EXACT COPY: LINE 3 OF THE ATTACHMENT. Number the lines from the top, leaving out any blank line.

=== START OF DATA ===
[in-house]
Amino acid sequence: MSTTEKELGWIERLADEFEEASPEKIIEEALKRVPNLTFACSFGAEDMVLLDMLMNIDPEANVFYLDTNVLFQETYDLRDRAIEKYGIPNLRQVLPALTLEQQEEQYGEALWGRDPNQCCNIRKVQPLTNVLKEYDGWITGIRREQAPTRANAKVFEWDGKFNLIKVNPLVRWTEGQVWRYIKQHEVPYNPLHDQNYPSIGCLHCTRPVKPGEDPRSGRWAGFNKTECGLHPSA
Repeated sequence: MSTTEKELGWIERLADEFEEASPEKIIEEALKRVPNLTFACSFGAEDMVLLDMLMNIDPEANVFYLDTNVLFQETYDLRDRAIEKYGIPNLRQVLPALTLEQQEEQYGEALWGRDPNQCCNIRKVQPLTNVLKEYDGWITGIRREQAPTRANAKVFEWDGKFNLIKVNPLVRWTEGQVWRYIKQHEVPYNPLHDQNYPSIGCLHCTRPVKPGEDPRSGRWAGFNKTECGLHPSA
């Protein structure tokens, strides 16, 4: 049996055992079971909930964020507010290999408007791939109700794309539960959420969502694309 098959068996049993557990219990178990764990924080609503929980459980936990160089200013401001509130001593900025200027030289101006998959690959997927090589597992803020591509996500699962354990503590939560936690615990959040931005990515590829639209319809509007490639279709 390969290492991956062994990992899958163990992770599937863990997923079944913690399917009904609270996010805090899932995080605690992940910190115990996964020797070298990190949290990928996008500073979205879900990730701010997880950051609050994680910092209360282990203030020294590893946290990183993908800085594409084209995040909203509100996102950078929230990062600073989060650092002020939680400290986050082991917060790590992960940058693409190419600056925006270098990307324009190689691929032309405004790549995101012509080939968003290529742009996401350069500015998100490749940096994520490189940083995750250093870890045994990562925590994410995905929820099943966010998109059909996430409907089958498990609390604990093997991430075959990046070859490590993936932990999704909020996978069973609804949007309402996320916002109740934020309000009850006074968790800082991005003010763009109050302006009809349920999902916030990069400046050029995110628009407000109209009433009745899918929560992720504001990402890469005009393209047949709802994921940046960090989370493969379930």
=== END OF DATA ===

Repeated sequence: MSTTEKELGWIERLADEFEEASPEKIIEEALKRVPNLTFACSFGAEDMVLLDMLMNIDPEANVFYLDTNVLFQETYDLRDRAIEKYGIPNLRQVLPALTLEQQEEQYGEALWGRDPNQCCNIRKVQPLTNVLKEYDGWITGIRREQAPTRANAKVFEWDGKFNLIKVNPLVRWTEGQVWRYIKQHEVPYNPLHDQNYPSIGCLHCTRPVKPGEDPRSGRWAGFNKTECGLHPSA